Just before the sixth edition of the yearly DOTA 2 International got underway, Valve revealed to players some major changes to their fledgling Major series of tournaments, which had as many complaints as compliments during its first year of existence (in fact, the new changes line up with a few things we said they should fix.
At the top of the list has to be the fixes to the current ���roster lock” system that Valve intended to prevent teams constantly shifting players, but which instead resulted in even more instability in the pro scene, including last-minute switches which screwed over both players and the regional qualifiers for The International. Going forward, rather than a single date when teams can no longer add or drop players and must register their rosters to qualify for potential Major or qualifier invites, there will be two different dates. After the first one, teams can no longer drop players from their roster, and after the second, later date, teams can no longer add from the pool of free agents. The hope is that this will prevent the sort of “eleventh hour” reshuffles which left some top players out in the cold when the lock date passed, unable to join teams who weren’t willing to risk going through the massive open qualifiers.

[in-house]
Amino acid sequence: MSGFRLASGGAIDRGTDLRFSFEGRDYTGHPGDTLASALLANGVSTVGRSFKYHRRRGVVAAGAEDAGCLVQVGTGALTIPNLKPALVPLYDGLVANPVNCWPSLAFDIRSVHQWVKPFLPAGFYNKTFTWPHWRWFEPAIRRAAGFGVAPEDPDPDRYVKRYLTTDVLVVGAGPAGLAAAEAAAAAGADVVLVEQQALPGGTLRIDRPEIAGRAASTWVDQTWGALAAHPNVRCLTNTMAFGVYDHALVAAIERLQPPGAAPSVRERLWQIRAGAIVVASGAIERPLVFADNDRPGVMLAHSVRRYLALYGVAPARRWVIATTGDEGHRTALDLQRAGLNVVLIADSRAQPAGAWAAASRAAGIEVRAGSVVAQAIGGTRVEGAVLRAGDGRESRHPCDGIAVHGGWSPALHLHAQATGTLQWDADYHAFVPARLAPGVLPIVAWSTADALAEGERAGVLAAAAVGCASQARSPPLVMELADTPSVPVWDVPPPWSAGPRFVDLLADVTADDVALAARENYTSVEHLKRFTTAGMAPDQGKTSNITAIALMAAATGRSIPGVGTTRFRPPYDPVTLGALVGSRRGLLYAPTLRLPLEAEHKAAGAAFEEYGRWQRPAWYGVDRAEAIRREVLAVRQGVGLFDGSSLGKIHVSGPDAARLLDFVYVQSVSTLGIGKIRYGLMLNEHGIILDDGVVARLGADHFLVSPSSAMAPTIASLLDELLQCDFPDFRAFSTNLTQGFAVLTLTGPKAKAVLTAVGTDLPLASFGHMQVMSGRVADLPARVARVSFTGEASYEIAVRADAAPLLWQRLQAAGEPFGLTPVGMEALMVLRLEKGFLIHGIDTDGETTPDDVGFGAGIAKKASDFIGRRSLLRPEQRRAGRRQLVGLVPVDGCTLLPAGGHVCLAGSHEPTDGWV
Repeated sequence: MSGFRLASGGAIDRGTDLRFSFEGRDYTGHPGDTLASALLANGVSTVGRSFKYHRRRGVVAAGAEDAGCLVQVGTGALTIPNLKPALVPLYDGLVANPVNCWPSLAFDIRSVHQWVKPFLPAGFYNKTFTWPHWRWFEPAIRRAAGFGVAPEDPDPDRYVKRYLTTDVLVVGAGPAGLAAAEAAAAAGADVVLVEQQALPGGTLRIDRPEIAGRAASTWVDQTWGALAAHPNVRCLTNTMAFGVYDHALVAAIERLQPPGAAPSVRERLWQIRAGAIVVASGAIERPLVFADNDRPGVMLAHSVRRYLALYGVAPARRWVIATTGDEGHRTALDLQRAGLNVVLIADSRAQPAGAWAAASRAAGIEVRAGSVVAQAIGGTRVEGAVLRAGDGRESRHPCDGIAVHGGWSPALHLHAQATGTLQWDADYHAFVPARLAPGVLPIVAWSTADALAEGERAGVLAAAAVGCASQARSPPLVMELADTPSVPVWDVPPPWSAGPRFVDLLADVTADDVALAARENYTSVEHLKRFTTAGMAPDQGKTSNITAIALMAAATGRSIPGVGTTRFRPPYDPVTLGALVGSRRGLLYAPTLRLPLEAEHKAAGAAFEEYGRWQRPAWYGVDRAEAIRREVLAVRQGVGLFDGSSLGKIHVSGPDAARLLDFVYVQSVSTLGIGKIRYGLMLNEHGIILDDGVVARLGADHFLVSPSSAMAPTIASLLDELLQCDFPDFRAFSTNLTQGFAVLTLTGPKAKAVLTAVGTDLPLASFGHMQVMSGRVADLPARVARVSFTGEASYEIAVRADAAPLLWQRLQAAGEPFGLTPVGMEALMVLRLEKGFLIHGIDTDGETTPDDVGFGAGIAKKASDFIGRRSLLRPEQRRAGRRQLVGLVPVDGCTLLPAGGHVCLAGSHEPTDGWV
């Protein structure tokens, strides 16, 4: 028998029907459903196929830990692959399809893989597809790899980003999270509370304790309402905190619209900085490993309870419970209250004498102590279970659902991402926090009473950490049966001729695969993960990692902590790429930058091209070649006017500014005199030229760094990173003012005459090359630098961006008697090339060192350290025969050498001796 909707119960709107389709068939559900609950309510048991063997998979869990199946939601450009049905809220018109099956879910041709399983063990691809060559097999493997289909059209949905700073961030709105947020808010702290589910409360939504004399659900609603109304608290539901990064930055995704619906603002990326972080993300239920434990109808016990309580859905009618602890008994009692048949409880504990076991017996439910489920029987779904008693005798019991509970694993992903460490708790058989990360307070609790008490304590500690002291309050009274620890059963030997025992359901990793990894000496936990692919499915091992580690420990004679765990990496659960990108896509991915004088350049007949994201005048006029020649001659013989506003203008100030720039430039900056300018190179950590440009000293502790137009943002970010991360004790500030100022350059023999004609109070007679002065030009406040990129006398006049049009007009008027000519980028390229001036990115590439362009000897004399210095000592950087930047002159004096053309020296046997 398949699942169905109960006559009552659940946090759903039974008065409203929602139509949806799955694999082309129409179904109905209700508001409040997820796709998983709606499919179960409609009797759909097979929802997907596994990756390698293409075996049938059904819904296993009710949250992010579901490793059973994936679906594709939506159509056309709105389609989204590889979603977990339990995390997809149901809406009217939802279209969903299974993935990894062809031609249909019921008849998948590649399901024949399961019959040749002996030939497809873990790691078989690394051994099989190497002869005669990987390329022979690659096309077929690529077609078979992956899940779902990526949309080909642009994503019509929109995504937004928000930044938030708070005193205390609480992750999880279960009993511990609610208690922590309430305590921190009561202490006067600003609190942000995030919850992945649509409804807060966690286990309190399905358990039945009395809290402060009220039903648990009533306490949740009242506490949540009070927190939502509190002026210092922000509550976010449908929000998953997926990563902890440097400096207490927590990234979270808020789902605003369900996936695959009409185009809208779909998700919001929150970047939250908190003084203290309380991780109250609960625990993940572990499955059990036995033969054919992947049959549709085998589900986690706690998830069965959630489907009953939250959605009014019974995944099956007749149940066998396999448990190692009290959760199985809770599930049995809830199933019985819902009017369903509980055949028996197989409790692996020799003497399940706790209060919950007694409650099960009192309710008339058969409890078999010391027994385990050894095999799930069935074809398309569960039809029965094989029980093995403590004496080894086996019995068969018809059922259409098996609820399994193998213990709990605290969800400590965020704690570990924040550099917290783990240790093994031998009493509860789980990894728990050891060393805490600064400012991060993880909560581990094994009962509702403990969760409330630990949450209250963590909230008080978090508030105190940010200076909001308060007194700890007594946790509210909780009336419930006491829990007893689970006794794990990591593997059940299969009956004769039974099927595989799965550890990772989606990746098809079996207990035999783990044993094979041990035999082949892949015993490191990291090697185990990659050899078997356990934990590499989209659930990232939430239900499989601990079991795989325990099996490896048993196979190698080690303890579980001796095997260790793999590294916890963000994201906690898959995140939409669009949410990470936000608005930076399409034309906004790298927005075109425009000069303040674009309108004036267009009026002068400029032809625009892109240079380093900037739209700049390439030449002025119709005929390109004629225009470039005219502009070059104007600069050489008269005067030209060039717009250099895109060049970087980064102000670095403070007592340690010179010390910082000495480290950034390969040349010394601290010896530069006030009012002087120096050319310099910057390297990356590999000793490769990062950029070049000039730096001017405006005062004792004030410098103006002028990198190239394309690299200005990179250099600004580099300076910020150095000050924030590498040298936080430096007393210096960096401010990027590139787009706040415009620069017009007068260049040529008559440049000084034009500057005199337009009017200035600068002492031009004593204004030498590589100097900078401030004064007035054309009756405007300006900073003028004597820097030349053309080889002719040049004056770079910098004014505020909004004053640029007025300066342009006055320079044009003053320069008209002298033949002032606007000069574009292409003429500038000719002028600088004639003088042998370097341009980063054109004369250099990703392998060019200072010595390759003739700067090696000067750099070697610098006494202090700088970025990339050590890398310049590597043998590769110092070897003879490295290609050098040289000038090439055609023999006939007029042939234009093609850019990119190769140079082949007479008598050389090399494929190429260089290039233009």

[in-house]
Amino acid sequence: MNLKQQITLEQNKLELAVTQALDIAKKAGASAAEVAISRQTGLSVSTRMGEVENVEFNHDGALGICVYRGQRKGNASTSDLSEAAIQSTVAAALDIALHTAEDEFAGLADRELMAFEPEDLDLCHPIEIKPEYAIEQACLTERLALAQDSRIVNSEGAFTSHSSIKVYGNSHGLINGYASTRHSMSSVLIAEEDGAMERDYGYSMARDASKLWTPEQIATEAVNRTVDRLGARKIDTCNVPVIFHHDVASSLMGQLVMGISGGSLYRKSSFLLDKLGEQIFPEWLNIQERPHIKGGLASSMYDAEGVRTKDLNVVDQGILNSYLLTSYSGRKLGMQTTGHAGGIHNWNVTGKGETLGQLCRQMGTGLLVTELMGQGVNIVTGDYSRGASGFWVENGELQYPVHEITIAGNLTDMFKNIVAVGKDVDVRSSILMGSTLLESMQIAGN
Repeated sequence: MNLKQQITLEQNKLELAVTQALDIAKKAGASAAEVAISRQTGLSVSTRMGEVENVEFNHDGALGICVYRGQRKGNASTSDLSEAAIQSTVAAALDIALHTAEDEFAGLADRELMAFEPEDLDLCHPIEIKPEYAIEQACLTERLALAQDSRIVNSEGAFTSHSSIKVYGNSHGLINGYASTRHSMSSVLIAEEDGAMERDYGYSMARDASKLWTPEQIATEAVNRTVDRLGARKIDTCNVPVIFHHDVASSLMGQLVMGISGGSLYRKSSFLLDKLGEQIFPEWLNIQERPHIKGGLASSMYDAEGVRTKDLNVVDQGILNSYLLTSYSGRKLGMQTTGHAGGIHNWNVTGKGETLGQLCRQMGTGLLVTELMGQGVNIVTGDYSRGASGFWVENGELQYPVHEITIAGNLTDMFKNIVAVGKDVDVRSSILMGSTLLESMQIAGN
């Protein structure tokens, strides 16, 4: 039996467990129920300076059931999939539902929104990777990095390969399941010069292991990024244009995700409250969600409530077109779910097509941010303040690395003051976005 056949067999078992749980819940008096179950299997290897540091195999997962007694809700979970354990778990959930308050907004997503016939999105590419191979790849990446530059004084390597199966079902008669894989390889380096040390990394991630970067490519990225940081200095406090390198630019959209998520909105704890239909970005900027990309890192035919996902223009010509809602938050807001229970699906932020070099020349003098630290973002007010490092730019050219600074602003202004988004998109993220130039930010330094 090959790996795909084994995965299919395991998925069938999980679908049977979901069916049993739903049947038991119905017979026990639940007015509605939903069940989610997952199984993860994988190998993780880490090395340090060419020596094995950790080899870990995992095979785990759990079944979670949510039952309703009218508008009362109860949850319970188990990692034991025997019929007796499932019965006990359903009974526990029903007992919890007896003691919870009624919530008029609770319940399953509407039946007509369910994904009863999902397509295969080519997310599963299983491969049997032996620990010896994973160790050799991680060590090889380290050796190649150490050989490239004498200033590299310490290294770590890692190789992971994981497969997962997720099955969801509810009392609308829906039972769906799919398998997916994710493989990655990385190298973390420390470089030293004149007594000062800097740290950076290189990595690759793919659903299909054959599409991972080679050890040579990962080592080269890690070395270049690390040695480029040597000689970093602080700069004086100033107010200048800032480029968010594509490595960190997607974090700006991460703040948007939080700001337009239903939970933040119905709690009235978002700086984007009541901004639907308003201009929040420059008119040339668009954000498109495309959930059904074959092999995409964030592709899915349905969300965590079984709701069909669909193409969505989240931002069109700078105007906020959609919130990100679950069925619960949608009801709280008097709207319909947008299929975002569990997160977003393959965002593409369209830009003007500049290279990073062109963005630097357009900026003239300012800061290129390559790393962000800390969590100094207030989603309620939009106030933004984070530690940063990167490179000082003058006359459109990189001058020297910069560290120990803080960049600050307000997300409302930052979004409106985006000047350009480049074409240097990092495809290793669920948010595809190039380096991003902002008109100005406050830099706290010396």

The second huge change is that Valve will be dropping the number of Majors from three down to two, after the first year saw many timing-related issues involved with scheduling three Majors and the International, which resulting in the International qualifiers taking place only days after the Spring Major finished, with a massive roster lock period covering both tournaments (resulting in many top teams breaking the lock and turning the qualifier scene into a chaotic mess). The first Major is expected to occur before the end of 2016, and the second will take place in April of 2017, with the International retaining its usual location in August. By spreading out the Majors, Valve is also likely hoping to stimulate third-party tournaments, which were getting squeezed out due to the combination of Major qualifying eating up so much of the year, and teams not willing to jeopardize their perceived standing (and potential direct invites) by potentially performing badly at the limited number of tournaments taking place between Majors (for example, there was only one large tournament between Manila and The International, which played heavily into the teams that were invited to TI6). No locations have been announced for the two Major tournaments as of yet.
Time will tell if these changes have their desired effect, but at least it shows that Valve is invested in the Major system, and committed to its success in the years ahead.